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The intra-cytoplasm sperm injection or ICSI procedure can be used during IVF treatment to increase the chances of successful fertilisation. ICSI isn’t always needed for successful fertility treatment, but it can help when there are problems with the sperm or you have experienced a low fertilisation rate during previous rounds of IVF.

What Happens During ICSI?

The ICSI procedure is slightly different from the more common form of IVF. During ICSI the egg will be fertilised in vitro before being placed into the womb, but the sperm will get a little extra help. Usually in IVF the sperm are simply placed next to the egg and then make their own way towards it. In the ICSI procedure, a single sperm is injected directly into the egg to ensure that fertilisation happens. The IVF procedure can then proceed as normal, with the fertilised egg being injected into the womb.

Who Should Have ICSI?

Since the ICSI procedure ensures that the sperm reaches the egg it is generally recommended when the chances of the sperm managing to get there on its own are low. Your fertility doctor may recommend using ICSI if you have a particularly low sperm count or if there are other problems with the sperm, such as low motility or an unusual shape, that could make it more difficult for one of the sperm cells to make it to the egg. ICSI can also be used if the sperm has been frozen, as this can slightly lower the sperm quality, or if it had to be collected surgically, as this often results in a smaller than normal sample. ICSI can also be used to increase the chances of fertilisation if previous rounds of IVF resulted in no or very few fertilisations. Although the reason for this isn’t always known, the ICSI procedure can help to make the next round of IVF more successful.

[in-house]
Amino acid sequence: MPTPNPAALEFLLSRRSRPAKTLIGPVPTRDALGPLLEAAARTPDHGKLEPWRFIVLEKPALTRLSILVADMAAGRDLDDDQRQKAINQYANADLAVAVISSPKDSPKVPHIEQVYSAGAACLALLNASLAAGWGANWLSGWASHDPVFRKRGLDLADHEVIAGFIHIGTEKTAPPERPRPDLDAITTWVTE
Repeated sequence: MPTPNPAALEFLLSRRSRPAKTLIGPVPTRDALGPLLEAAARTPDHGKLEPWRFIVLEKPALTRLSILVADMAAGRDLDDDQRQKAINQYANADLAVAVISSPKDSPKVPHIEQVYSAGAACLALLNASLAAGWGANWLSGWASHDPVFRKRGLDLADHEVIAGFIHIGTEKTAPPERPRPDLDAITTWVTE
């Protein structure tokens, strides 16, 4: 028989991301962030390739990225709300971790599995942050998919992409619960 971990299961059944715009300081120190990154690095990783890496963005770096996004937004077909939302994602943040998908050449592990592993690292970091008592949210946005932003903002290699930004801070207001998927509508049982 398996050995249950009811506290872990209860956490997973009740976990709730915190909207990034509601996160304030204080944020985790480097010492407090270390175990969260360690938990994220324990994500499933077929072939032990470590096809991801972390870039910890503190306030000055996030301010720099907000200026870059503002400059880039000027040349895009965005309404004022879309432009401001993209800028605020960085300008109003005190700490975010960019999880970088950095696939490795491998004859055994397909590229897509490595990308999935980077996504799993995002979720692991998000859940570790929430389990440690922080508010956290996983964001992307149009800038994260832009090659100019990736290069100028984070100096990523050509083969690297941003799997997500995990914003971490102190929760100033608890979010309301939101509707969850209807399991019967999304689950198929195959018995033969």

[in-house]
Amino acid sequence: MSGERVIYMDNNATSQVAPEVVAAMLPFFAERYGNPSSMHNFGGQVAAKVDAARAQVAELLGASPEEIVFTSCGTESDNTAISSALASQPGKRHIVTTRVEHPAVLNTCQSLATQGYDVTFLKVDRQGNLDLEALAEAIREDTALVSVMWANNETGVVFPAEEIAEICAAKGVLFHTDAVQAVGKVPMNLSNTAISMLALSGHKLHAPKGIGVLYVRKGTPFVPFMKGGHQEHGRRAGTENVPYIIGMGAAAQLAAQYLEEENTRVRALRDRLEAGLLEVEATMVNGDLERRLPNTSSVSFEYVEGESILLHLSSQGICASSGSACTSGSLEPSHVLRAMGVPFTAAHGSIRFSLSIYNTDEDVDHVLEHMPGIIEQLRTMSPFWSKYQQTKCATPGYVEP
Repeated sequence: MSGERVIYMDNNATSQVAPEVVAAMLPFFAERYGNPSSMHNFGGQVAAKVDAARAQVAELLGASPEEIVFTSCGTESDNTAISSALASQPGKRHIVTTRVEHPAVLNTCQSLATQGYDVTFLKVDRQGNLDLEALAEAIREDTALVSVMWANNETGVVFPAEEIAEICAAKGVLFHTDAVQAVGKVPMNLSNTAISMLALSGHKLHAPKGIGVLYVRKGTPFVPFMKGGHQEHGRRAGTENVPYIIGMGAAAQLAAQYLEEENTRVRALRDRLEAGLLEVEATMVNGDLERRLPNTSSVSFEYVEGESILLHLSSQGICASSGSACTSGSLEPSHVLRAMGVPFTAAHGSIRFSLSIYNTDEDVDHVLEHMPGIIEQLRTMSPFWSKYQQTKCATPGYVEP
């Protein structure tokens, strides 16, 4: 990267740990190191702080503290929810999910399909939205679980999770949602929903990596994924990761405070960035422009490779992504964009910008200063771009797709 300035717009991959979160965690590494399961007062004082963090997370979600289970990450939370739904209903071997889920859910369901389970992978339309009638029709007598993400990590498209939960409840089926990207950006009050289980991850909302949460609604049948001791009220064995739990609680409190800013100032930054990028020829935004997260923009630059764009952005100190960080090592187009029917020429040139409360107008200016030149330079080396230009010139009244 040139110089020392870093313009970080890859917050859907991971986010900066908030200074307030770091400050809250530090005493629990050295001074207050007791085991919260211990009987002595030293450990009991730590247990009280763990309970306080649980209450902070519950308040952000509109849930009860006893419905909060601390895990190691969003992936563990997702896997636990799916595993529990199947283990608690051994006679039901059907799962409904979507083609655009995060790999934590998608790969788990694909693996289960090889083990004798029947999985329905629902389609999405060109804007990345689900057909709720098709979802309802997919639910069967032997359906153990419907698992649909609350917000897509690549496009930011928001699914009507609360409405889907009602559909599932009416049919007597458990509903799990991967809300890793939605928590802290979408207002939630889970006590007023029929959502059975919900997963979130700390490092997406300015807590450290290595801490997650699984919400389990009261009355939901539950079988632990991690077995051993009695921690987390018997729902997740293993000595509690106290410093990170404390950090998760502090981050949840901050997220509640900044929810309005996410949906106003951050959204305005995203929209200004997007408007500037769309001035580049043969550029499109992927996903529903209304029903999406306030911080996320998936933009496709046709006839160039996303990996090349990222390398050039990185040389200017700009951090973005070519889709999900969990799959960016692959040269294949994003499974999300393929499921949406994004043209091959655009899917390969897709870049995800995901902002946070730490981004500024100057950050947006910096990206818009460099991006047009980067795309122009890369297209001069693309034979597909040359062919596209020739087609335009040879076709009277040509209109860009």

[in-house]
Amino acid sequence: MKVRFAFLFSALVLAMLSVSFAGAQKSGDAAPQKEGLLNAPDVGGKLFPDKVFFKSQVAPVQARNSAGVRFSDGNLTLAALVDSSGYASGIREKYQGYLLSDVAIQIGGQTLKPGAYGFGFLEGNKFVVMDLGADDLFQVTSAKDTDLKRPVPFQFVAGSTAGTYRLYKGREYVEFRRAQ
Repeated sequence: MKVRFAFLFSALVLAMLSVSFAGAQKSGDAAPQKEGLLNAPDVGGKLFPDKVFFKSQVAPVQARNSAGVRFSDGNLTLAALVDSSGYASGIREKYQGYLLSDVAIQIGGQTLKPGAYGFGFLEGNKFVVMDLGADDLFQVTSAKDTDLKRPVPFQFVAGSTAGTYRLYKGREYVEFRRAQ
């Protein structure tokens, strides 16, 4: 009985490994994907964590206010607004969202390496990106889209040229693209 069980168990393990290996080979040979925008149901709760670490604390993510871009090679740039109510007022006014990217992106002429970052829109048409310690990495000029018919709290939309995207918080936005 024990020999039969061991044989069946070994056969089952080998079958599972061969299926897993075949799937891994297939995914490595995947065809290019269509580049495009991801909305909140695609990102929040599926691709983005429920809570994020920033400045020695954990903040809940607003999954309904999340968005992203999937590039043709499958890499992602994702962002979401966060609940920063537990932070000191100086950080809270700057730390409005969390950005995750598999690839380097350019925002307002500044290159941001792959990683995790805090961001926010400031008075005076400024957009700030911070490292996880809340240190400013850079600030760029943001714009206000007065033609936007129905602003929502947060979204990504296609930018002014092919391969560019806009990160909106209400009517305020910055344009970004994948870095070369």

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Deciding if IVF is Right for You

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In vitro fertilisation is the best option for many people who are trying to get pregnant, but IVF isn’t right for everyone. Before you commit to a treatment that can take a lot out of you both physically and emotionally, it is important to be sure that you are ready for what lies ahead.

Who Can IVF Help?

Fertility treatment is something that you only need to consider if you have been trying unsuccessfully to get pregnant for at least a year. Even then, you need to speak to a doctor before you can decide whether IVF is right for you. Your doctor can assess both you and your partner to find out what might be causing your fertility problems. Sometimes the problem needs to be fixed with medication or surgery rather than assisted conception. However, your doctor may recommend that your try private IVF treatment if it will give you the best chance of having a baby.

IVF can be the best option for women with damaged fallopian tubes that can’t be repaired surgically, men with low sperm counts or sperm movement, and couples whose fertility problems can’t be explained by any particular cause. IVF treatment is available for some couples on the NHS, but if you are outside the age range, you already have another child, or you want to try more cycles, you will need to opt for private IVF treatment.

Are You Ready for IVF?

Your doctor can advise you on whether private IVF treatment will be the best option for you medically, but you will also need to consider whether you are ready to go through the treatment. Having IVF can be stressful as there is no guarantee that the treatment will work. It can also have a big physical impact on women as it requires regular hormone injections and treatments that can make you feel uncomfortable. Committing to IVF treatment is a big decision and it is one that you will need to make together every time you start a new cycle.